Don’t Let Egg Shortages and Quarantine Ruin Your Easter Fun This Year—Here’s How You Can Still Celebrate
The normal supplies and opportunities may not be around this year, but you can still enjoy your favorite Easter traditions—just with a few twists.
Easter might look a little different this year. Sure, it still falls on Sunday, April 12, as scheduled, but with physical or social distancing recommendations in place past Easter Sunday, family Easter games and Easter dinner (not to mention your Easter church service, if you typically attend) won’t look the same as they have in years past.
The holiday’s roots remain the same, but many classic Easter activities—including Easter egg coloring—are likely to be affected by supplies at your area stores, the space constraints of your home, and the crafting supplies you have on hand from last year. According to a new survey from personal finance site WalletHub, Easter spending is down, and 70 percent of people in the U.S. celebrating Easter this year plan to do so at home; last year, only 25 percent stayed home.
This may not be the year of new Easter outfits for the whole family or your most creative Easter egg designs yet, but you can still celebrate: Here are six ideas for celebrating Easter at home this year. Sure, it may not be what you’re used to, but you and your family will be all the safer for it.
For many families, dyeing Easter eggs together is an annual tradition. This year, though, fresh eggs may be hard to find on grocery store shelves as people stock up unnecessarily. Also, if you do have fresh eggs at home, you want to preserve them for eating, not decorating or crafting. (For best results, avoid dyeing eggs and then eating them later. Not all dyes or decorating tools are food-safe, and even though they’re on the shell, it’s better to be safe than sorry.)
Instead, consider using Styrofoam eggs or another type of crafting egg. These eggs can be ordered straight to your door—you want to avoid unnecessarily trips to the store—and decorated with markers, crayons, and more tools you likely already have around the house. Best of all, you can save your favorites (and any extra, undecorated eggs) for next year.
Setting the kids loose on a field or playground dotted with eggs isn’t really social distancing, especially if you typically do it as a group with other families. Instead, if your home and yard have the space, tuck eggs around your house for your kids to find.
For a larger egg hunt, get in touch with your neighborhood group text or homeowners’ association. Ask all participating families to decorate large Easter eggs on paper and then tape the paper eggs into windows facing the street. On Easter Sunday, families can head out in cars, on bikes, or on foot—careful to keep their distance from one another—to try and spot all the eggs in the neighborhood.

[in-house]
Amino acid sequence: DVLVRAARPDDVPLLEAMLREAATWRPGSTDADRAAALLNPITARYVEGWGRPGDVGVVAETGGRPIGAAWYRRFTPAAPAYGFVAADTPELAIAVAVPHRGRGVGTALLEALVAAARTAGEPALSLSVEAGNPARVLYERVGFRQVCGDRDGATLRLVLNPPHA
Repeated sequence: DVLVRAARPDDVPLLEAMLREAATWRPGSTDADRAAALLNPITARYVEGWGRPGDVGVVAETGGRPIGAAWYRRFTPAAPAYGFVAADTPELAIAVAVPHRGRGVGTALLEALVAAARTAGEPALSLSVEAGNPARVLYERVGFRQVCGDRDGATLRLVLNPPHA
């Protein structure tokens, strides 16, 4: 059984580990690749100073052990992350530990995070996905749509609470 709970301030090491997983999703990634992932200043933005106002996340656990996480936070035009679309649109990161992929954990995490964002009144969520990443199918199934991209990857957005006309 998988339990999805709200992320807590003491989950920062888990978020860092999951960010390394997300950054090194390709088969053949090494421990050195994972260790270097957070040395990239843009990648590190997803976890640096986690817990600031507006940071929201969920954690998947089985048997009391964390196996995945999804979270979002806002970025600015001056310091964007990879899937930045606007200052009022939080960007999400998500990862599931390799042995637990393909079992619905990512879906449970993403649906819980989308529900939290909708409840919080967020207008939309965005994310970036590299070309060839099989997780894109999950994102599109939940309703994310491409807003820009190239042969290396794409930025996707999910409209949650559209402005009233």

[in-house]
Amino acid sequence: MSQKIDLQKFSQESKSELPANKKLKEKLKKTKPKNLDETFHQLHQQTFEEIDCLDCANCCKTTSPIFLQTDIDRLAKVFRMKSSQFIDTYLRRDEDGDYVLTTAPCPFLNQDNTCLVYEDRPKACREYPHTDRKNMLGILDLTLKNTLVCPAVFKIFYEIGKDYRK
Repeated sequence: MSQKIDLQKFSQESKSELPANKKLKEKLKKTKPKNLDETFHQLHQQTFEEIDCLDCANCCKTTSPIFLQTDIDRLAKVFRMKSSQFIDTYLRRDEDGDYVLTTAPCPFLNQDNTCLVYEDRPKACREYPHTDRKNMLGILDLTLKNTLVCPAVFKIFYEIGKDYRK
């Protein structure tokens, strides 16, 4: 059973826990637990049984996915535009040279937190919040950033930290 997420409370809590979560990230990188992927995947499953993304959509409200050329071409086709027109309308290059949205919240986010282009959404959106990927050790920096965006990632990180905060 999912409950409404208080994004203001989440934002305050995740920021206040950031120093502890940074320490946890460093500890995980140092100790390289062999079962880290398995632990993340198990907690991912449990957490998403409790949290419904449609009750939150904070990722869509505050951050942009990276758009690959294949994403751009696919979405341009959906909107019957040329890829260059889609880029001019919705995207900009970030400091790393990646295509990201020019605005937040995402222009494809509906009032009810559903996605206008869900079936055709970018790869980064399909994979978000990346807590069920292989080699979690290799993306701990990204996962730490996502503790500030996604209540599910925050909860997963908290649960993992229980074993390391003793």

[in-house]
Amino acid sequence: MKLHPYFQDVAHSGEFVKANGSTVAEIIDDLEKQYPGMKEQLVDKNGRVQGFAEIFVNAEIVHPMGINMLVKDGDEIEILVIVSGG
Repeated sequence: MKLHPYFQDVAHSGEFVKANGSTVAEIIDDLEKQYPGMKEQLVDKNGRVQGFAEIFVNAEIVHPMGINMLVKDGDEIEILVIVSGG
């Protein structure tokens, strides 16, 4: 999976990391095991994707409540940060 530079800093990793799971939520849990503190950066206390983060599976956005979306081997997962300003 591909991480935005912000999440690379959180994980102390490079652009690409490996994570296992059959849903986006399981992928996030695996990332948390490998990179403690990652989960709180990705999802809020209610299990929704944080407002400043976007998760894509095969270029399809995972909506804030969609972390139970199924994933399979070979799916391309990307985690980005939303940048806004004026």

The overflowing Easter baskets of years past may not be possible this year, either because money is tight or you’re unable to visit your go-to stores to pick up all the supplies and gifts. (Online delivery may not be as speedy as you’d like this year, either.) Save the big adult Easter basket for next year: Consider tucking homemade sweets into baskets or fill them with print-outs or drawings of the Easter gifts you plan to order or buy once businesses are open again. (Consider it an IOU from the Easter Bunny.) If you can, for Easter gifts for kids, focus on digital gifts you can enjoy in the moment: Buy and download a new movie or new game for them to enjoy at home.
If you typically go out for Easter brunch or dinner—or head to Grandma’s for her Easter specialties—don’t take it upon yourself to cook a multi-course meal. You want your groceries to last as long as possible, and taking a trip to the grocery store just to pick up extra eggs and potatoes for your Easter spread isn’t worth the risk.
Instead, consider supporting local businesses. Call around to see if any restaurants are offering a to-go or delivery special for Easter meals. (Chances are, at least one place is.) Place your order a few days in advance so the restaurant is prepared and get ready to enjoy your meal with minimal prep or stress on your part.
A bunny hop race or Easter egg toss may not be possible this year if you don’t have the supplies, numbers, or space (or all three). Focus on games—beyond the egg hunt—your family can play together, such as guess the number of jelly beans or Easter egg basketball, even if you only have one or two kids in the family.
For older kids, consider giving your favorite family games an Easter spin: Play Scrabble with all Easter- or spring-themed words, for example.
If your Easter celebration includes a religious component, think carefully about attending church services. Many states, counties, and cities have banned all group gatherings, but WalletHub’s survey says 56 percent of people who attended Easter services last year would attend this year if services were held. Even if your church does still hold a service—some are skirting federal recommendations to do so—consider if attending is the safest option for you and your family (and others attending).
You can stay connected with your church on Easter by checking to see if it’s hosting a digital service: Many religious organizations have been offering online services, so do a little research online to find one you can stream.